She refused a field sobriety test and any other chemical tests.

        She was a K-9 handler and called her dog out of her pick-up and the Dexter officer called for back-up.

        Doyle was arrested for driving under the influence, resisting arrest and failure to sign a traffic ticket.

        http://www.sunjournal.com/node/254366

        She plead not guilty at her initial court appearance and her attorney filed motions to suppress evidence gathered by officers at the scene, statements made by Doyle that
        night, and to exclude her refusal to take the breath test. (The motions to suppress were denied)

        http://www.highbeam.com/doc/1P2-11751556.html

        Doyle’s BAC was 0.28

        http://www.dextermaine.org/news/011004bdn.html

        Doyle’s case is an example of what Parker could have done but didn’t.

        • Anonymous

          So I guess in your mind if a Trooper, who is a citizen, exercises their constitutional rights that should be held against them? Did you not see that Parker’s attorney also commented that he explored defense possibilities but in the end he and Parker agreed to plead guilty?
          So, with your mindset, if a Trooper is charged with negotiating a worthless instrument (bad check) and he pleads guilty on arraignment day he should be disciplined but keep his job because he didn’t contest the charge and he told the Colonel of the State Police and other Troopers he was sorry????
          Bottom line, Trooper Doyle was treated differently, the fact she was placed on administrative leave without pay the next day is indicative of that. Parker wasn’t just “caught” for OUI; he was driving erratically enough for a citizen to have called 911 to report it in attempts to avoid a serious accident.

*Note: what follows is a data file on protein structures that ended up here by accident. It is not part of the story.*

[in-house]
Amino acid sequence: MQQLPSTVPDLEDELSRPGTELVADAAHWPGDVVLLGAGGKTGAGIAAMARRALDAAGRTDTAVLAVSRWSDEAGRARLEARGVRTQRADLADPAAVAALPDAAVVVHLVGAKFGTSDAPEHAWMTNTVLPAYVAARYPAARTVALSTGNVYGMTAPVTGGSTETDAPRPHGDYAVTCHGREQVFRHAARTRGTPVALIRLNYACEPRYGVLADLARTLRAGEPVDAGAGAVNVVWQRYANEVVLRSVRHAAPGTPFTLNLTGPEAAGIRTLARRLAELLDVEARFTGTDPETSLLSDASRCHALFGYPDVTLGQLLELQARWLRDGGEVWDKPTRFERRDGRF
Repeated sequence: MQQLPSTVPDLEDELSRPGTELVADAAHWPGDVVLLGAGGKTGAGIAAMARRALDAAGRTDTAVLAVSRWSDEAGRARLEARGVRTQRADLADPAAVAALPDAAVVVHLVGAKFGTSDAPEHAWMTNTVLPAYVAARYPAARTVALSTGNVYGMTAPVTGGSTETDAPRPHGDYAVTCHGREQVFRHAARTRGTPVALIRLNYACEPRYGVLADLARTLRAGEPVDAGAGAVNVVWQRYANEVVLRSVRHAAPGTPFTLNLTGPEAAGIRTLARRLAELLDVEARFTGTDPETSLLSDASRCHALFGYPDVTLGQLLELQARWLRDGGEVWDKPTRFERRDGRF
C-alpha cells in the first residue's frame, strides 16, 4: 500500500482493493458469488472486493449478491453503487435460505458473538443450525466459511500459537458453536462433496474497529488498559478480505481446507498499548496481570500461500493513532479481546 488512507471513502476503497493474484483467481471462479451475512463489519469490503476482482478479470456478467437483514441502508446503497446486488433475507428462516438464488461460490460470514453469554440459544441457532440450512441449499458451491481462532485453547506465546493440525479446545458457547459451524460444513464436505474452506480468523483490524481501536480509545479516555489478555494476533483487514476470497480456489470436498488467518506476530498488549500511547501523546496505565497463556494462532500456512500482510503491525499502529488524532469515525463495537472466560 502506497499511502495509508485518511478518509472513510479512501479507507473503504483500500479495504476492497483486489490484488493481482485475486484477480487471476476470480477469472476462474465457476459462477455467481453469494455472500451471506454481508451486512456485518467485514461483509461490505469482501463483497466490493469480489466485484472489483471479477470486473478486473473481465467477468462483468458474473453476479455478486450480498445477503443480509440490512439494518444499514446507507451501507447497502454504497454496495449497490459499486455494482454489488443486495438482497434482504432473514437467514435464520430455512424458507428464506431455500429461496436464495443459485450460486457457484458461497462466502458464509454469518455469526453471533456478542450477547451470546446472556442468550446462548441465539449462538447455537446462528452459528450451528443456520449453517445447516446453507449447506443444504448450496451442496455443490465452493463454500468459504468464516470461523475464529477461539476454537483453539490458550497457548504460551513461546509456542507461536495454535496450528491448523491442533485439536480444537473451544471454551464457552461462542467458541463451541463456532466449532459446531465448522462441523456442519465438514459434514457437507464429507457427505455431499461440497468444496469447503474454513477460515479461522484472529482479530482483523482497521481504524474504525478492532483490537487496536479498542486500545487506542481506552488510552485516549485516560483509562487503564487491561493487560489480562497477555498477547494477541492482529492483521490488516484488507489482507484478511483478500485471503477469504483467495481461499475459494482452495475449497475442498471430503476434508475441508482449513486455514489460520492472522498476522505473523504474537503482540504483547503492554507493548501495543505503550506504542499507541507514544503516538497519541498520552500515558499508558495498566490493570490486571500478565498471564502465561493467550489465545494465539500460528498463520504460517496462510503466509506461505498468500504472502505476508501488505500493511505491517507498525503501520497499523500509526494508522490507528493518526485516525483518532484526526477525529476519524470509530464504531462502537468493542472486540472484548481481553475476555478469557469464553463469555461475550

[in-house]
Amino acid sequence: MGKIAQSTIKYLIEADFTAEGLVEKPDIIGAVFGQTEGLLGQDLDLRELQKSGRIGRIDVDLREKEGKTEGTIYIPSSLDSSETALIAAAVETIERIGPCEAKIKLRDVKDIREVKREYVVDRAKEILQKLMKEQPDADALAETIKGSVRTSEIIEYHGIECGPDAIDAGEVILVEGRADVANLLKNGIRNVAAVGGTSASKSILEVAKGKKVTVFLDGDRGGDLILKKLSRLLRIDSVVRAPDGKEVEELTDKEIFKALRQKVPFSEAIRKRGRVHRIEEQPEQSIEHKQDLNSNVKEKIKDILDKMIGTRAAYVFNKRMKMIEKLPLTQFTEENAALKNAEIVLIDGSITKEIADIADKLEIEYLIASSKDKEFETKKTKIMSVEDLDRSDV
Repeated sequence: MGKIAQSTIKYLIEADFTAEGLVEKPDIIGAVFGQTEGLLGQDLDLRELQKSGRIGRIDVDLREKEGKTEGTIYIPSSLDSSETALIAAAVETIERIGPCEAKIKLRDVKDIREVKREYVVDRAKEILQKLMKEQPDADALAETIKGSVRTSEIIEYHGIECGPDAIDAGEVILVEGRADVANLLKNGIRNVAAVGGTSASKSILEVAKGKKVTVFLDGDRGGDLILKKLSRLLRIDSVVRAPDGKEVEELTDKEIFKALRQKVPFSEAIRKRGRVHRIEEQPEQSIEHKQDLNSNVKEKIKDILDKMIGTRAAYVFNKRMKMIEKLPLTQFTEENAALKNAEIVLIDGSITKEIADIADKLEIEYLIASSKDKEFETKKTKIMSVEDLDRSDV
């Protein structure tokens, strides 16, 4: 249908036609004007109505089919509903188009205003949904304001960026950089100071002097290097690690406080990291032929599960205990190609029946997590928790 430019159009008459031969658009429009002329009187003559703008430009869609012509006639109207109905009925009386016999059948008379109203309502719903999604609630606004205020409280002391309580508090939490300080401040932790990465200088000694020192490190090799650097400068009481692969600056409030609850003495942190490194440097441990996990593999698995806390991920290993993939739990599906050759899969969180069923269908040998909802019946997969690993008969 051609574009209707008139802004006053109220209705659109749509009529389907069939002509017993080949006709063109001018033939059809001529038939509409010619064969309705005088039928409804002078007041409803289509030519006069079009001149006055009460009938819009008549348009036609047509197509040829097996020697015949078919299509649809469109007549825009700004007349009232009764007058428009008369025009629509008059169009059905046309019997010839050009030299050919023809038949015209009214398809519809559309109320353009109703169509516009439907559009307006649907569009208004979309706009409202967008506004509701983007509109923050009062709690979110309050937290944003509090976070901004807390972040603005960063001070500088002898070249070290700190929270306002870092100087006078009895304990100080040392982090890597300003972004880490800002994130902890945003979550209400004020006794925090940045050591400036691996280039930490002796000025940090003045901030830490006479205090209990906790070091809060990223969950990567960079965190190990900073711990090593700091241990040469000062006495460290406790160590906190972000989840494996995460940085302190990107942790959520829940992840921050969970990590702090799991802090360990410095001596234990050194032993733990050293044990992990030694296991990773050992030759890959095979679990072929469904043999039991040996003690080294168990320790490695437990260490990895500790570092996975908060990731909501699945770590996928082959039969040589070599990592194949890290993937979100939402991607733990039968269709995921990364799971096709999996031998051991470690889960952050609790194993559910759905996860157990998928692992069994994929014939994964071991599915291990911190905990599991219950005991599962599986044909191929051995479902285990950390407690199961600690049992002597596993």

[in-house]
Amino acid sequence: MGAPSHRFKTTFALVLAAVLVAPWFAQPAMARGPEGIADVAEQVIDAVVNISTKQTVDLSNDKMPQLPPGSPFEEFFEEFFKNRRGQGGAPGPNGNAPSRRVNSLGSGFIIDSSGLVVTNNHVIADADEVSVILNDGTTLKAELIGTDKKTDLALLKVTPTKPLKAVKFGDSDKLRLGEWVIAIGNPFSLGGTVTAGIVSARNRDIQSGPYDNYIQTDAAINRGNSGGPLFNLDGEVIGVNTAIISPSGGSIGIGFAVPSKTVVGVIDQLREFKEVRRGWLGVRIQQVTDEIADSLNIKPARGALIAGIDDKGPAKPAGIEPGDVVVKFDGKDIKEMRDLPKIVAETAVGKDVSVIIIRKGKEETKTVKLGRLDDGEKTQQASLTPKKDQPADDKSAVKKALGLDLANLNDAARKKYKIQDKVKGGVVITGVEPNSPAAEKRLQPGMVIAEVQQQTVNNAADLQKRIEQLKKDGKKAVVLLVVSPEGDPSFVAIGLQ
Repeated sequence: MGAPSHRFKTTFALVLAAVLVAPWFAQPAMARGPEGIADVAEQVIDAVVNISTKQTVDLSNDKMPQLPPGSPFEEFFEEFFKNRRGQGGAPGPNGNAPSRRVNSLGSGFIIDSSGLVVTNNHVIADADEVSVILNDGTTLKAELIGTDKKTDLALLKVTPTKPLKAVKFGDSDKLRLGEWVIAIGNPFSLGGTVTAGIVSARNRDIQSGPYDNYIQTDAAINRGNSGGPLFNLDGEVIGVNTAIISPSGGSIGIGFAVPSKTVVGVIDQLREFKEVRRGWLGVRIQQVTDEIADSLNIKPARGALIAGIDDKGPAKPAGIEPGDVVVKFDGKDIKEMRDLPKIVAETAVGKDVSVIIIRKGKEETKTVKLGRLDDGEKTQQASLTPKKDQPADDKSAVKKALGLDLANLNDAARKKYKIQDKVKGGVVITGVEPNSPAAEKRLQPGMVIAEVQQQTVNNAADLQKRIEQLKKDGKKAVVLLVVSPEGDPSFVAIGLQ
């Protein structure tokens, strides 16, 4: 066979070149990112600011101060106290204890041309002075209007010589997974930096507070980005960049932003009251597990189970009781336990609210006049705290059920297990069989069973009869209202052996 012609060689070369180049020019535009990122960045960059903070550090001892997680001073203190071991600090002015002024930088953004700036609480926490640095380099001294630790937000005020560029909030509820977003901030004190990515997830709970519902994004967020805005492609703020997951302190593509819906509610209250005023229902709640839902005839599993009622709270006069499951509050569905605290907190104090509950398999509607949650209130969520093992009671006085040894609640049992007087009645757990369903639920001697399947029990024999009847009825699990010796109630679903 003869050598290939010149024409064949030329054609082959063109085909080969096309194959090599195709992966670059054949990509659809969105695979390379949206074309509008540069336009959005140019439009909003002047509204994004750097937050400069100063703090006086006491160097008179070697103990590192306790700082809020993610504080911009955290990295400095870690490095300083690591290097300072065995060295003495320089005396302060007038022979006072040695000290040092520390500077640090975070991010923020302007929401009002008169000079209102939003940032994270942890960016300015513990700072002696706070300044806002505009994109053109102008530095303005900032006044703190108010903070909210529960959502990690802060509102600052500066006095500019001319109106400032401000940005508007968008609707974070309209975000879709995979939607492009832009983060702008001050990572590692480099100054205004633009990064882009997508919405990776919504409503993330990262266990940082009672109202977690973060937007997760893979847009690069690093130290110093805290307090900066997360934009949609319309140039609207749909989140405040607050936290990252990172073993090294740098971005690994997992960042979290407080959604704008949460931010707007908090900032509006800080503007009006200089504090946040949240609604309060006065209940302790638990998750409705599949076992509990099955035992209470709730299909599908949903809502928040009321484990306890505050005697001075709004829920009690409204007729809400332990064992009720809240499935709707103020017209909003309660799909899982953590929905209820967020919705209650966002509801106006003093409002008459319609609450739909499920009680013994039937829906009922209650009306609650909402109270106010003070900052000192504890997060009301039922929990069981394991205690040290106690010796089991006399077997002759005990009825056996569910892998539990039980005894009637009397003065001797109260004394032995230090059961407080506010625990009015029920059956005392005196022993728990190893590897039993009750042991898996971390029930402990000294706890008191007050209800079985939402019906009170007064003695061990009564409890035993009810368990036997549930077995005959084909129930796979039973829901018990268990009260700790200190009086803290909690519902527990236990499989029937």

Jd, do you know just how drunk you have to be for someone to pick up their cellular to call 911?  Do you remember Gary Sledzic and the exit 6A disaster??? Do some research on that while you have some free time.
          http://news.google.com/newspapers?nid=1914&dat=19970325&id=mtIgAAAAIBAJ&sjid=22oFAAAAIBAJ&pg=3907,3470404
          You have to be a law enforcement official or have one in your family. That would be the only reason you could even rationalize failure to sign a ticket and resisting arrest as being as dangerous to the public as operating a vehicle erratically while under the influence. Think about it jd, a person actually reported   Parker while he was driving erratically, reminds me of the TV show “seconds from disaster”.

          • Anonymous

            isenoughenough seems that you are a bit testy today.

            Parker’s BAC .014 = 0.13-0.15 BAC: Gross motor impairment and lack of physical control. Blurred vision and major loss of balance. Euphoria is reduced and dysphoria (anxiety, restlessness) is beginning to appear. Judgment and perception are severely impaired.